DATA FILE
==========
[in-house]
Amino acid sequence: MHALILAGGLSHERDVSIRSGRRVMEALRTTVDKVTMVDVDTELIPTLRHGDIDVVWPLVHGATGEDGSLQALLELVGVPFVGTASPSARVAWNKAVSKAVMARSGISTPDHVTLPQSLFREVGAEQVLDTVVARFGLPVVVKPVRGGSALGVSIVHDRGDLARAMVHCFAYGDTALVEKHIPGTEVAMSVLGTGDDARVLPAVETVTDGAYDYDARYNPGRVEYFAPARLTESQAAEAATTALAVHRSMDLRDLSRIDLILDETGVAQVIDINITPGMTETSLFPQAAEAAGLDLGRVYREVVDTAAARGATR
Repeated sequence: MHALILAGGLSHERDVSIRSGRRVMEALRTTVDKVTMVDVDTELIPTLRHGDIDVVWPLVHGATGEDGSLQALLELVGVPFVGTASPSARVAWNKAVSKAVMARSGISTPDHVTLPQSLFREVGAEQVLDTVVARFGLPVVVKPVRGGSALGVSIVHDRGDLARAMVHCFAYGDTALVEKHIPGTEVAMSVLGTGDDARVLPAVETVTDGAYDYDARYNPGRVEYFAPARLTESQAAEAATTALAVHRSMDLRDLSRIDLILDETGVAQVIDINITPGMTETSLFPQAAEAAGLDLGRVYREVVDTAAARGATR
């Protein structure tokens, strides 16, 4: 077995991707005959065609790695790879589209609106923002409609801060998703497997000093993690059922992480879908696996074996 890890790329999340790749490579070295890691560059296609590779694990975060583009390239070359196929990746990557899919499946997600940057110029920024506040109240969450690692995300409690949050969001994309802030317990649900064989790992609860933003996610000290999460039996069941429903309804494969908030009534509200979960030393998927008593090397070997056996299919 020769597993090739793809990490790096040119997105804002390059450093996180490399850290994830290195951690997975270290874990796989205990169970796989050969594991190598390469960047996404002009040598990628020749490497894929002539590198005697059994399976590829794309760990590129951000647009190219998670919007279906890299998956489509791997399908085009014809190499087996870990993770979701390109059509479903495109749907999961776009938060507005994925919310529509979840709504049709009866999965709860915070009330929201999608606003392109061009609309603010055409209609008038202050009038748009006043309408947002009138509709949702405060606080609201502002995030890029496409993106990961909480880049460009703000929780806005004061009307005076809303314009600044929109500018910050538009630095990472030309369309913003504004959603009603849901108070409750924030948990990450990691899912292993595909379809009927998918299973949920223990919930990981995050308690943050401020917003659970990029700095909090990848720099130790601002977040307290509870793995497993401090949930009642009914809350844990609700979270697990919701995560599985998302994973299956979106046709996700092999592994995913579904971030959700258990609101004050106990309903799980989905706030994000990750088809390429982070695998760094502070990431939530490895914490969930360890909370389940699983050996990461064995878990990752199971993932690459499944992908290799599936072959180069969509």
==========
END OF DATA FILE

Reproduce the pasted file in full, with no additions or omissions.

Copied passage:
[in-house]
Amino acid sequence: MHALILAGGLSHERDVSIRSGRRVMEALRTTVDKVTMVDVDTELIPTLRHGDIDVVWPLVHGATGEDGSLQALLELVGVPFVGTASPSARVAWNKAVSKAVMARSGISTPDHVTLPQSLFREVGAEQVLDTVVARFGLPVVVKPVRGGSALGVSIVHDRGDLARAMVHCFAYGDTALVEKHIPGTEVAMSVLGTGDDARVLPAVETVTDGAYDYDARYNPGRVEYFAPARLTESQAAEAATTALAVHRSMDLRDLSRIDLILDETGVAQVIDINITPGMTETSLFPQAAEAAGLDLGRVYREVVDTAAARGATR
Repeated sequence: MHALILAGGLSHERDVSIRSGRRVMEALRTTVDKVTMVDVDTELIPTLRHGDIDVVWPLVHGATGEDGSLQALLELVGVPFVGTASPSARVAWNKAVSKAVMARSGISTPDHVTLPQSLFREVGAEQVLDTVVARFGLPVVVKPVRGGSALGVSIVHDRGDLARAMVHCFAYGDTALVEKHIPGTEVAMSVLGTGDDARVLPAVETVTDGAYDYDARYNPGRVEYFAPARLTESQAAEAATTALAVHRSMDLRDLSRIDLILDETGVAQVIDINITPGMTETSLFPQAAEAAGLDLGRVYREVVDTAAARGATR
């Protein structure tokens, strides 16, 4: 077995991707005959065609790695790879589209609106923002409609801060998703497997000093993690059922992480879908696996074996 890890790329999340790749490579070295890691560059296609590779694990975060583009390239070359196929990746990557899919499946997600940057110029920024506040109240969450690692995300409690949050969001994309802030317990649900064989790992609860933003996610000290999460039996069941429903309804494969908030009534509200979960030393998927008593090397070997056996299919 020769597993090739793809990490790096040119997105804002390059450093996180490399850290994830290195951690997975270290874990796989205990169970796989050969594991190598390469960047996404002009040598990628020749490497894929002539590198005697059994399976590829794309760990590129951000647009190219998670919007279906890299998956489509791997399908085009014809190499087996870990993770979701390109059509479903495109749907999961776009938060507005994925919310529509979840709504049709009866999965709860915070009330929201999608606003392109061009609309603010055409209609008038202050009038748009006043309408947002009138509709949702405060606080609201502002995030890029496409993106990961909480880049460009703000929780806005004061009307005076809303314009600044929109500018910050538009630095990472030309369309913003504004959603009603849901108070409750924030948990990450990691899912292993595909379809009927998918299973949920223990919930990981995050308690943050401020917003659970990029700095909090990848720099130790601002977040307290509870793995497993401090949930009642009914809350844990609700979270697990919701995560599985998302994973299956979106046709996700092999592994995913579904971030959700258990609101004050106990309903799980989905706030994000990750088809390429982070695998760094502070990431939530490895914490969930360890909370389940699983050996990461064995878990990752199971993932690459499944992908290799599936072959180069969509």